7. Do some type of “quality” running once a week regardless of level of runner. This will allow you to get in better overall running condition faster and more efficiently than just running same-paced miles. Very generally you can think of quality workouts as any workout with 10k race pace or faster running. Of course these are done in short doses typically (but not necessarily) in the form of repeats on a track.

8. Incorporate rest days. The “hard-easy” approach to training still holds true. You can’t run hard all the time. Recovery days help you build up stronger muscles, tendons, connective tissue and stabilize all those wonderful chemical processes going on in your body. Beginners might start running 3 days a week and build to 5; more experienced runners may run 5-plus days per week. Some are strong enough to only take a day off every other week.

9. I advocate novice runners to do cross-training on non-running days of the week (i.e. bike, swim, exercycle/spin class, aerobics). The reason is to build overall conditioning in a modestly conditioned person without the pounding and risks inherent to running by just adding more miles.

The bottom-line as we often say is that while we can give some guidelines, there are many variables and intricacies to designing the right program for you. It’s probably best to work with a certified running coach — no matter what the level of your development — to help you achieve your goals and avoid injuries.

See also, Training for the Goofy Challenge Part II — for more information on this subject.

If you’d like help or more information about coaching, post a comment on this page or our coaching page. Good luck!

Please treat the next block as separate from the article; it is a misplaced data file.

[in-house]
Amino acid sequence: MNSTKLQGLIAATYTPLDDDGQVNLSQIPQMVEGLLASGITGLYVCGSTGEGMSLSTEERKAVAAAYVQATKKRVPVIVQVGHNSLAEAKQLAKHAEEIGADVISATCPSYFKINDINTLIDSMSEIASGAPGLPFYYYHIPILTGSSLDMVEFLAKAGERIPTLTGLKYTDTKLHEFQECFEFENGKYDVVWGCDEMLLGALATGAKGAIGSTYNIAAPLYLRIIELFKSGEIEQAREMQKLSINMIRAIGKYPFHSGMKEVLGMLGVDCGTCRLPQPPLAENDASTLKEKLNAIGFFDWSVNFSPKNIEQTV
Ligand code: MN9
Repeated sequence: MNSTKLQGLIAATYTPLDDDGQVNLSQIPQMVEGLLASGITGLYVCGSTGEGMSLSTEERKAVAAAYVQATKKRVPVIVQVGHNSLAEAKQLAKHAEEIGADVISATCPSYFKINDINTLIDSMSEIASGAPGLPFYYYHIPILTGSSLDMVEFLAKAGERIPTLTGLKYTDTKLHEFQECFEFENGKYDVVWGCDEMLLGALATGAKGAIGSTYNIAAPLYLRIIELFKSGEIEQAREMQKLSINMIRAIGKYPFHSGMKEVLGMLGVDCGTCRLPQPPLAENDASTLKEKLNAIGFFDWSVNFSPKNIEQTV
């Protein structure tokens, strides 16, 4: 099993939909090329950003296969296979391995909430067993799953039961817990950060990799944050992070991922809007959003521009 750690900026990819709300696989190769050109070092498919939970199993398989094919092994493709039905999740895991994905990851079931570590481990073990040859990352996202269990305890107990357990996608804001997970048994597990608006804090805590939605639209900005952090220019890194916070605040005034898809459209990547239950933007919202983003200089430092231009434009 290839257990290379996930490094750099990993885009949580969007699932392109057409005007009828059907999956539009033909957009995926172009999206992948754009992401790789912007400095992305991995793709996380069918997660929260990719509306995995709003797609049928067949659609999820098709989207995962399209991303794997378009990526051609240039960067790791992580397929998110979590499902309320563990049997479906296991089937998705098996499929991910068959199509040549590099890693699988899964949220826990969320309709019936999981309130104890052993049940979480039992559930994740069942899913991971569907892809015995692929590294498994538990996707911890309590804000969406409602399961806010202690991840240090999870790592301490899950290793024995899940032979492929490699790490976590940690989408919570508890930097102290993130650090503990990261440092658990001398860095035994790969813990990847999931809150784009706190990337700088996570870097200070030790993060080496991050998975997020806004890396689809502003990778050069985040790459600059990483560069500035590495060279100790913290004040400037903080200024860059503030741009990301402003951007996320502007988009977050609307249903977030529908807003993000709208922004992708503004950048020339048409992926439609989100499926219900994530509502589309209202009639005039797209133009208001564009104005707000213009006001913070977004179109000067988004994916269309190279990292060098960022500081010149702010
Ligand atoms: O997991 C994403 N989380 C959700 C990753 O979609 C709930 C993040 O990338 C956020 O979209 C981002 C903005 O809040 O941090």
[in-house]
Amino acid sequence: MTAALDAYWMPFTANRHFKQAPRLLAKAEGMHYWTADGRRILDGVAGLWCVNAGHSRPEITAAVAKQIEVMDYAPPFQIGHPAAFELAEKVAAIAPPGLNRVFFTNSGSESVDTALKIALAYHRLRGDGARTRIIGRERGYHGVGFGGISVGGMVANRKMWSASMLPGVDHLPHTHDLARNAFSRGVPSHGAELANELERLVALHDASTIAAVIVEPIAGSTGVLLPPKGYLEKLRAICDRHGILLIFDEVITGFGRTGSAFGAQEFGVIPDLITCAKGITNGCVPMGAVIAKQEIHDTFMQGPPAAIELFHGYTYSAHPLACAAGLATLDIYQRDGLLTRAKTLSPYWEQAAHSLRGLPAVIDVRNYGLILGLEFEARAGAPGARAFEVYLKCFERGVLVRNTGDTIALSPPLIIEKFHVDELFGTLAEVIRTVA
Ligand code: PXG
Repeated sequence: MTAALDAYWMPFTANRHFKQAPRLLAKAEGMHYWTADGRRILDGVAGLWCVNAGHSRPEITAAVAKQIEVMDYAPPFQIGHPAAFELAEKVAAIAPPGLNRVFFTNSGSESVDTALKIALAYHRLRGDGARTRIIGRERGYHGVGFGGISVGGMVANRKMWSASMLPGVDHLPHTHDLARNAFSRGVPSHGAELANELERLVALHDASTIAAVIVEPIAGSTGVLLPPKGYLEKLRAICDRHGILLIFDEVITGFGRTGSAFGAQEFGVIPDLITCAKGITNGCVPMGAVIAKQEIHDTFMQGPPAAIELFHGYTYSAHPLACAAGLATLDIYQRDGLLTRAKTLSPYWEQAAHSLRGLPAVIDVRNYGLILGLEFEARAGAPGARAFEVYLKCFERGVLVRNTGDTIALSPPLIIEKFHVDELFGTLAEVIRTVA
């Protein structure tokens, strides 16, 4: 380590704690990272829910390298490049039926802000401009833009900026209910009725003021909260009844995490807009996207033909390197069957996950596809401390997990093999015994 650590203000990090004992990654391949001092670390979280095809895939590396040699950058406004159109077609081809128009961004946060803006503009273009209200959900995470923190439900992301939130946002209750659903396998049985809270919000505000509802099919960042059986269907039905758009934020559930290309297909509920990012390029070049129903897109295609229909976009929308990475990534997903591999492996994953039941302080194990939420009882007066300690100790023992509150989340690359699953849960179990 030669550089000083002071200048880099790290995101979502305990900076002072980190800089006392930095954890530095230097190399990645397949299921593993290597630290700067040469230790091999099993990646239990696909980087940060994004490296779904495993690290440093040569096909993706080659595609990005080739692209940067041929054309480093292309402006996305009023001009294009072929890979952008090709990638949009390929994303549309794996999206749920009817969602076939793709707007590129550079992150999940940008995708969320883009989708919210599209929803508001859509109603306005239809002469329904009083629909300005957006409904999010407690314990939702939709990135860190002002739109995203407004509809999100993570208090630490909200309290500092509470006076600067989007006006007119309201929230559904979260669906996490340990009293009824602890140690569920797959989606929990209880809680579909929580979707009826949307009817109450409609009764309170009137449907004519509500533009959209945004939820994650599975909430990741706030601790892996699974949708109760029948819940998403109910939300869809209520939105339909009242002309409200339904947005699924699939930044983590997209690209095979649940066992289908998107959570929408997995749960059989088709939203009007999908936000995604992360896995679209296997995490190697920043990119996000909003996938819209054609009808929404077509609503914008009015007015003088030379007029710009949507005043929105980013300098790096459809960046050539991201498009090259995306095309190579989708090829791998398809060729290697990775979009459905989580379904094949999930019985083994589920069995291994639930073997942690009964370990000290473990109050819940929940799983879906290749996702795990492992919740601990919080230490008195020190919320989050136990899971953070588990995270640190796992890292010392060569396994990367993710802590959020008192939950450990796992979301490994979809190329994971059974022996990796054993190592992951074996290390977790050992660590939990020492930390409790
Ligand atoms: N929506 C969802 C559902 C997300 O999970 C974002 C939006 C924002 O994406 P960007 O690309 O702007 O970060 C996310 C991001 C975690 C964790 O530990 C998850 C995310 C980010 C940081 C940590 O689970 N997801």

Coach Dean Hebert, Tempe Arizona, USA
Contributing Editor, Running Advice and News
www.running-advice.com

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5 responses so far, want to say something?

  1. 1. Training: Pacing and Training for the “Goofy Challenge”- take II « Running Advice and News August 4th, 2008 at 4:02 pm

    […] Training: How many miles per week should I run training for a marathon? […]

  2. 2. London Marathon training: Week 2 « Sir Jog A Lot January 15th, 2009 at 3:09 pm

    […] runner will complete over 500 miles of training runs in that 3-4 month build up to that big Sunday (over 800 for an advanced runner). That’s an average of 1,000,000 individual steps to avoid slipping on some grass, dodging a […]

  3. 3. sandra742 September 9th, 2009 at 2:45 pm

    Hi! I was surfing and found your blog post… nice! I love your blog. 🙂 Cheers! Sandra. R.

  4. 4. Training: Pacing and Training for the “Goofy Challenge”- take II | Running Advice and News November 16th, 2009 at 11:12 pm

    […] Challenge”- take II Dean Hebert – 4:02 pm Easy AdSense by UnrealIn a previous post on the subject of marathon mileage Jill asked about training for Walt DisneyWorld’s Goofy Challenge. Given the broadness of the […]

  5. 5. David Allison April 27th, 2012 at 3:24 pm

    What Coach Dean blogs here is right on the money, in my opinion. I very rarely have runners who I coach get beyond 45 miles per week, especially more novice runners. I believe that “quality” runs are what many people don’t like to do and may even be scared of running out of their comfort zone a couple of times per week. If your goal is to improve your marathon time, I would tell most people to increase their quality over quantity 9 times out of 10. Running long and slow gets you ready to run long and slow…if you want to PR, you need to push yourself a bit…